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  • Hi.

  • Else here.

  • And in this video, we'll be exploring the statement

  • of comprehensive income IFRS.

  • Remember in our last video, we covered the income statement,

  • which provides users with a measure of profitability.

  • The profit or loss at the bottom of the income statement

  • is used as an opening number in the statement

  • of comprehensive income.

  • This statement then adds or deducts more complex items,

  • which are, as yet, unrealized.

  • This includes gains and losses from foreign currency

  • and adjustments to value of other assets and liabilities

  • at fair value, rather than historical cost, as well as

  • other items, which are left for more advanced accounting

  • courses.

  • The statement of comprehensive income

  • provides a broader definition of profit or loss,

  • one that includes both realized and unrealized amounts.

  • In order to understand unrealized,

  • we'll compare it to the concept of realized.

  • When you sell a service, the sale is in the past.

  • Your company has provided the service to the customer

  • already.

  • Revenue from that sale would go on the income statement,

  • because it's realized.

  • It's in the past.

  • What if a company bought shares in another company?

  • The value of the shares when they were purchased

  • was $950,000.

  • And that would go on the statement of financial position

  • as an asset, because it has future economic benefit

  • to the company.

  • What if by the end of the year, those shares

  • had declined in value and were only worth $800,000?

  • That would be a loss of $150,000.

  • But because you still hold the shares, the loss is unrealized.

  • It's a paper loss, not a realized loss,

  • because you have not sold the shares as yet.

  • That unrealized loss, net of taxes,

  • would be recorded on the statement

  • of comprehensive income.

  • Unrealized gains or losses are amounts

  • that have not been realized, because we still own or control

  • the item that has caused the gain or the loss.

  • Now, let's look at the structure of the statement

  • of comprehensive income.

  • Again, the statement starts with a heading, which must always

  • include the company name, the title

  • of the financial statement, and the time period covered.

  • The statement of comprehensive income

  • than lists the profit or loss, if the company's expenses

  • are greater than the revenues, from the income statement

  • first, followed by any other comprehensive income items.

  • Here, I've used the example of foreign currency

  • and fair-valuing investments.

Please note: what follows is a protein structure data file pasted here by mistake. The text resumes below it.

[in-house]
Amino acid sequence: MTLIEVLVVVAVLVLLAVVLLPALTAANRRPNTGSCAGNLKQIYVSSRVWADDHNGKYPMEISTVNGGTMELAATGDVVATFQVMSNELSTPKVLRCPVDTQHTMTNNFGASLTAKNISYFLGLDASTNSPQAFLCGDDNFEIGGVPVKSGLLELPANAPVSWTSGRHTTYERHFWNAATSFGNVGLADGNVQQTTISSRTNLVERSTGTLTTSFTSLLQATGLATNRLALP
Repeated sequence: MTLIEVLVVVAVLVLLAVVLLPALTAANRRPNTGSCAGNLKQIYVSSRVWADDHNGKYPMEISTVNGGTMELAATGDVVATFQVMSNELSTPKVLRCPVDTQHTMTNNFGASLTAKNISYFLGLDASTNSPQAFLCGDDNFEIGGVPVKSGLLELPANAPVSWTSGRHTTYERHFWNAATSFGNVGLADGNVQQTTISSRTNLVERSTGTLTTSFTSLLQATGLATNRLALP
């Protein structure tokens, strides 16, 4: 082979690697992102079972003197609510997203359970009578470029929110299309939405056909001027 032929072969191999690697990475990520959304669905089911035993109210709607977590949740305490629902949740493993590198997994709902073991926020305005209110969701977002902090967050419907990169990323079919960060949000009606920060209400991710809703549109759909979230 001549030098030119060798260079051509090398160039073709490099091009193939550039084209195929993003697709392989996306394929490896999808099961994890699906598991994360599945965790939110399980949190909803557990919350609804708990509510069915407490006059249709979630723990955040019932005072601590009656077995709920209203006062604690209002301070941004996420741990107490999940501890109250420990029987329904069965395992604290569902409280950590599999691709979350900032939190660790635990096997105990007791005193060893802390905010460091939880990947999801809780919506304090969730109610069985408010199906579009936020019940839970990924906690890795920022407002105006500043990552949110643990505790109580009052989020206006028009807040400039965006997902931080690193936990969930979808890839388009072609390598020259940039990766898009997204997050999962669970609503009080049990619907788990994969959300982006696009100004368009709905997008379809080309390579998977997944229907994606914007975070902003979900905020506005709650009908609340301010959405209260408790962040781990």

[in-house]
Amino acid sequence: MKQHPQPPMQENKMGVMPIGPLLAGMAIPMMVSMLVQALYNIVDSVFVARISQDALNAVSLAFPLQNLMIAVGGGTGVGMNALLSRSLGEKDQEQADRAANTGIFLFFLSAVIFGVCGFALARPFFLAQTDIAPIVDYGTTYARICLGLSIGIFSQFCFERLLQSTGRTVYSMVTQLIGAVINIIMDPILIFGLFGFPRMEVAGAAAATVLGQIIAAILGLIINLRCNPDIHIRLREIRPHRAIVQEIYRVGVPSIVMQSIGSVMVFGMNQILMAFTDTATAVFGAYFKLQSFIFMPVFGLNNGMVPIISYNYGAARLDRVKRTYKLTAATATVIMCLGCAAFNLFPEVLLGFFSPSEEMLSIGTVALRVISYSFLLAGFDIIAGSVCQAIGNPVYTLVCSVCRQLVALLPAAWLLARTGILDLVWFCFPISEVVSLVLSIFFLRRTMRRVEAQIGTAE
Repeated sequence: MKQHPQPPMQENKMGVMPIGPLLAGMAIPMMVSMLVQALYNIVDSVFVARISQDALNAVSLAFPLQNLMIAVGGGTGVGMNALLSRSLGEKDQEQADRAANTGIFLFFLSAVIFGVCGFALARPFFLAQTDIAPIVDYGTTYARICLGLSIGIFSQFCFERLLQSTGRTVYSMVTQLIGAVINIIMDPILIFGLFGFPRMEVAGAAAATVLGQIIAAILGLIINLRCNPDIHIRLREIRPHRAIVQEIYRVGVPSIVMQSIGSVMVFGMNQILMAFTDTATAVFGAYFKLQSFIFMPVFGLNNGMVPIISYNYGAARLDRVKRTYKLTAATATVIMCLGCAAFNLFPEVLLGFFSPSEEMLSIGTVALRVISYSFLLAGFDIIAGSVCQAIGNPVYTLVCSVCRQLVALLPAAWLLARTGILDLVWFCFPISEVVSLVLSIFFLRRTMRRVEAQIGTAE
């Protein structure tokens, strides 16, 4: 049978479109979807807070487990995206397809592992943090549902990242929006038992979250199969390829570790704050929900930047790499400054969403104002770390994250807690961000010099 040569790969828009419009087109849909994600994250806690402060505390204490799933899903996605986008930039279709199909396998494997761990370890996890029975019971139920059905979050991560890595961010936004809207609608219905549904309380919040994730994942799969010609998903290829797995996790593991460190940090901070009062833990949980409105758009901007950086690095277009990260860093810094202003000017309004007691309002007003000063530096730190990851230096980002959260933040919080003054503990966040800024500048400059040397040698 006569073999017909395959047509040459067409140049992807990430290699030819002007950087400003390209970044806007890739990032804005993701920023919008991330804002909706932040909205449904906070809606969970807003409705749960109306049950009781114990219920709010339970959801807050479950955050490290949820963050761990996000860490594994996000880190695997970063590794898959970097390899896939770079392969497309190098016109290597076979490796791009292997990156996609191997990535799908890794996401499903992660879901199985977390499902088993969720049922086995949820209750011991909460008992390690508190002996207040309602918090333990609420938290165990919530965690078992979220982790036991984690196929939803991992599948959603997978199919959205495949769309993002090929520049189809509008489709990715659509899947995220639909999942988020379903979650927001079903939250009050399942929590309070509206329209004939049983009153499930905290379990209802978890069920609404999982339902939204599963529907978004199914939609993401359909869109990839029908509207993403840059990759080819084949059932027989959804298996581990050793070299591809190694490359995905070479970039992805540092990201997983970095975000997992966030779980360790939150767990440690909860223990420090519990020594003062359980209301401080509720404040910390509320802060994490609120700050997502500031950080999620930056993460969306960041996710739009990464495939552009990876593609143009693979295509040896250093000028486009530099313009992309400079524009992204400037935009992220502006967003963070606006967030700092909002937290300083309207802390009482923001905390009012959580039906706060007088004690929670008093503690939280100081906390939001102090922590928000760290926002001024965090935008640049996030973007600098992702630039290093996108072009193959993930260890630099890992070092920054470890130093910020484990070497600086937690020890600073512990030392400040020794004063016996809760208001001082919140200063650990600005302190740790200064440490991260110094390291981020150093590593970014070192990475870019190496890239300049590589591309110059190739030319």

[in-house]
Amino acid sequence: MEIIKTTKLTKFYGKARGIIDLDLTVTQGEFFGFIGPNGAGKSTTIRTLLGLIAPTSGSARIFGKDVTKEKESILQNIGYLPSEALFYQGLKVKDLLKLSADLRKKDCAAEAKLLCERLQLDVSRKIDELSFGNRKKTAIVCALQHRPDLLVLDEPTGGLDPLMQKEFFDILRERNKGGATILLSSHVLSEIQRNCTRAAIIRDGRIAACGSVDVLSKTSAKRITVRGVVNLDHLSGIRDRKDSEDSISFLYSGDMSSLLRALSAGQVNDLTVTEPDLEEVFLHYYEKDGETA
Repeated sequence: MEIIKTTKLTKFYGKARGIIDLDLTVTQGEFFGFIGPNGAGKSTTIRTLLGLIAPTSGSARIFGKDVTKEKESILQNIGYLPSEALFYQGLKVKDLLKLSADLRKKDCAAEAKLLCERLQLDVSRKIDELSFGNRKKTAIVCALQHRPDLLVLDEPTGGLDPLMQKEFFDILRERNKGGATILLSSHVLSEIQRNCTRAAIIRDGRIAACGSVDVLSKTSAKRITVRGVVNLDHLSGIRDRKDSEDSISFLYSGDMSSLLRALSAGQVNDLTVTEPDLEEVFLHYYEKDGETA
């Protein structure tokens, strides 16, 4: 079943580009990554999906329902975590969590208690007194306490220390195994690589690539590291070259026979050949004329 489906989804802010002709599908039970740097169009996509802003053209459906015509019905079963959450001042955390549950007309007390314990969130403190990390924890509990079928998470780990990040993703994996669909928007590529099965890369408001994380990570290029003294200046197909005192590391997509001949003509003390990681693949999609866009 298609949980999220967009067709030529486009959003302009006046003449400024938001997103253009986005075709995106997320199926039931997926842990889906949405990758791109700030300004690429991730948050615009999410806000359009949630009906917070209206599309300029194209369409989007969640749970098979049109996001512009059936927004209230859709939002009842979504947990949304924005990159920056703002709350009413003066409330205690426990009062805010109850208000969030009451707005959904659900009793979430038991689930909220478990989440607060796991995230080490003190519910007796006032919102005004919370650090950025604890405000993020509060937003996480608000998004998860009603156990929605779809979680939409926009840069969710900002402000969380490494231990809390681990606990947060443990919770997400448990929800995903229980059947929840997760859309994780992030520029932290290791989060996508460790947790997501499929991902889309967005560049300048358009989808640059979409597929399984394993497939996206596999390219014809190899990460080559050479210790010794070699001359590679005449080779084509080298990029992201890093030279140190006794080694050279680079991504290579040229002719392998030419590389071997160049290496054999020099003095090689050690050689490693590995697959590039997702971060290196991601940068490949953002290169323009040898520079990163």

• All the other comprehensive income items

  • must be listed net of tax.

  • This means that any applicable tax amounts have already

  • been deducted.

  • Here, the other comprehensive income items

  • are an overall gain, but they could have just as easily

  • been an overall loss.

  • These amounts, added or deducted from the beginning profit

  • or loss amount, are equal to total comprehensive income.

  • Again, remember that other comprehensive income amounts

  • are unrealized gains or losses.

  • Pause the video to answer this check your understanding

  • question.

  • IFRS requires the statement of comprehensive income to be--

  • the correct answer is C. A corporation may decide

  • to combine comprehensive income and income in one statement

  • or have two separate statements, as I've shown in this video.

  • Why does IFRS require a statement

  • of comprehensive income?

  • The developers of IFRS felt that unrealized gains and losses

  • of a corporation could have enormous impact on user

  • decisions.

  • And by ignoring these amounts, user confusion would result.

  • By adding or deducting these unrealized amounts

  • from the more traditional definition of profit,

  • users would have a more comprehensive representation

  • of income, in order to make decisions

  • about possible future outcomes.

  • Remember that profit or loss from the income statement

  • is the opening balance in the statement

  • of comprehensive income.

  • The income statement is, therefore,

  • connected to the statement of comprehensive income.

  • How is this statement of comprehensive income

  • connected to the other financial statements?

  • The amount or amounts of other comprehensive income

  • is used in the statement of changes in equity,

  • as part of the accumulated other comprehensive income.

  • So again, the order of the statements

  • is the income statement first, the statement

  • of comprehensive income next, and then

  • the statement of changes in equity, which we'll be covering

  • in an upcoming video.

Hi.

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Financial Statements - Lecture 5 - Statement of Comprehensive Income - IFRS

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    陳虹如 posted on 2017/06/23
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